DfT prefers imperial units to pedestrian safety

Signs indicating the emergency escape routes in tunnels are of critical importance to the safety of tunnel users, given the particular hazards of fire and smoke within tunnel environments. Sadly, the government’s irrational position on units of measure even extends to these safety critical signs, as illustrated by the different units being used by the same authority on adjacent tunnels.

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Could a future Government reverse metrication?

A recent correspondent expressed the wish “Let’s hope the new (Conservative) government puts a stop to metrication as far as is practically possible.” Naturally, we disagree with this sentiment – but, whoever wins the election, what could they actually do to turn the clock back? and, realistically, what  would they do?

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Imperial confusion on new tunnel signs

Transport for London (TfL) was today criticised by the UK Metric Association (UKMA) for bungling the erection of new signs at the Rotherhithe tunnel, including banning all vehicles over 33 inches long from using the tunnel – and for wasting up to £6000 on erecting or amending new signs that will soon be obsolete.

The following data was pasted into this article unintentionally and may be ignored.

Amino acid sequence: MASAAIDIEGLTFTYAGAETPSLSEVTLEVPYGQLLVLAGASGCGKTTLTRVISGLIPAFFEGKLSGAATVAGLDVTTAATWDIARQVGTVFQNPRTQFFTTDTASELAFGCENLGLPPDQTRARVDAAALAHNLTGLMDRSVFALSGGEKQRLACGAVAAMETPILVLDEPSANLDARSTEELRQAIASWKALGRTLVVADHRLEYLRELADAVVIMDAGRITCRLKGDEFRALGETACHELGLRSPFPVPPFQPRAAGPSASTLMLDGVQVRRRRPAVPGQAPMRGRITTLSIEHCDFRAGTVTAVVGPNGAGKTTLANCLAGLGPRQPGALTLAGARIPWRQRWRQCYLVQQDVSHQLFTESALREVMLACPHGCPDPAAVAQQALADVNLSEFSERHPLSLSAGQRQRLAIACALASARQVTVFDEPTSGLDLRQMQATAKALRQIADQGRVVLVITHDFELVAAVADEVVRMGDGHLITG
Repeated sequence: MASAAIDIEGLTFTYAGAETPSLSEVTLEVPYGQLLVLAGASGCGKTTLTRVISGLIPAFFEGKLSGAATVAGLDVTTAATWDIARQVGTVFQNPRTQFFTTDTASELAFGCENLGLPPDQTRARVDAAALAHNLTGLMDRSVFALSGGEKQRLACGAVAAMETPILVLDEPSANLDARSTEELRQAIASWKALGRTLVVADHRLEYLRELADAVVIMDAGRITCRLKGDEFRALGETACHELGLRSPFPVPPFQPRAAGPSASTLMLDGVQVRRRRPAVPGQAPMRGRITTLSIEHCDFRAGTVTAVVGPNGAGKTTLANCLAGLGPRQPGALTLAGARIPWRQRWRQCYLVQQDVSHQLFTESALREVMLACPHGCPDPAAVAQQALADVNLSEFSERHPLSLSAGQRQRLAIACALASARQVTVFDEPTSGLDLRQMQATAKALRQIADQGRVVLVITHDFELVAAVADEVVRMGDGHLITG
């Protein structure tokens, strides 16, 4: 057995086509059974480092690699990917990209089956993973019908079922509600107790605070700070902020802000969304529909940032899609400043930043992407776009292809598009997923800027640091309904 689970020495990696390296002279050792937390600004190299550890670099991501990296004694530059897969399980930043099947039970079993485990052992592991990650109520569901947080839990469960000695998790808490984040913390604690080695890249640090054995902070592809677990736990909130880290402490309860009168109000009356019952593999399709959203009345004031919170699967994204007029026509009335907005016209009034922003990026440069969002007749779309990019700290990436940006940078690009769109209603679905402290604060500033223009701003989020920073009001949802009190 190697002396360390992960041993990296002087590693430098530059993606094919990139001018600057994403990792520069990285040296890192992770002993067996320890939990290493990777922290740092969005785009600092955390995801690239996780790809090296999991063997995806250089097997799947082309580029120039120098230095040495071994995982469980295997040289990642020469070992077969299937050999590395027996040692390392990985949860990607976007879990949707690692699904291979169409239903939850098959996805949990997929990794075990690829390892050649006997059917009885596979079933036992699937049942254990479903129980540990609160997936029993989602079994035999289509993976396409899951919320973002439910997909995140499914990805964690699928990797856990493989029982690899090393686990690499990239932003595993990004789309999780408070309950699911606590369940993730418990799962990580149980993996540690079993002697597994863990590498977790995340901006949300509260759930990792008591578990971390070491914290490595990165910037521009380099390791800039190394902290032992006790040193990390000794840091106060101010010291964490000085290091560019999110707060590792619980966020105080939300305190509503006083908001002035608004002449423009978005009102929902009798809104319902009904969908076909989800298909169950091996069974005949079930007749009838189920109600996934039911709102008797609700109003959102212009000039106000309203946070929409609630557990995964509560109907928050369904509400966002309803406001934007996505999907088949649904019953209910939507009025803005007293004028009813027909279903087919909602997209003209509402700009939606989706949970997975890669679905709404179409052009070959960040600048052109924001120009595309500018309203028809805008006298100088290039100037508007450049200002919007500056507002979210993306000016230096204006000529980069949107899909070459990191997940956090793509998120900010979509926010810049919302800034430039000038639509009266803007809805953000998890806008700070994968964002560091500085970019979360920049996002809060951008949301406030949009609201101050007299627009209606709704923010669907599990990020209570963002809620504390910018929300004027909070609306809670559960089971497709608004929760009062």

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Spare a thought for any would-be Brysons out there

What units do you choose when you are writing travel books and other popular non-fiction for English speakers, wherever they might be found? (Article written by a reader of Bill Bryson’s books) Continue reading “Spare a thought for any would-be Brysons out there”

Will the European Commission challenge US labelling rules?

A recent posting by NIST (the National Institute of Standards and Technology) has prompted this question: Are American labelling requirements now illegal under WTO rules?

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Chaos comes to National Cycle Network signs

In an apparent admission that cycle route signs showing distances in miles are not meaningful to cyclists, the Department for Transport is proposing to allow authorities the option of using signs that show journey times in hrs and mins instead of distances in miles and fractions of miles.

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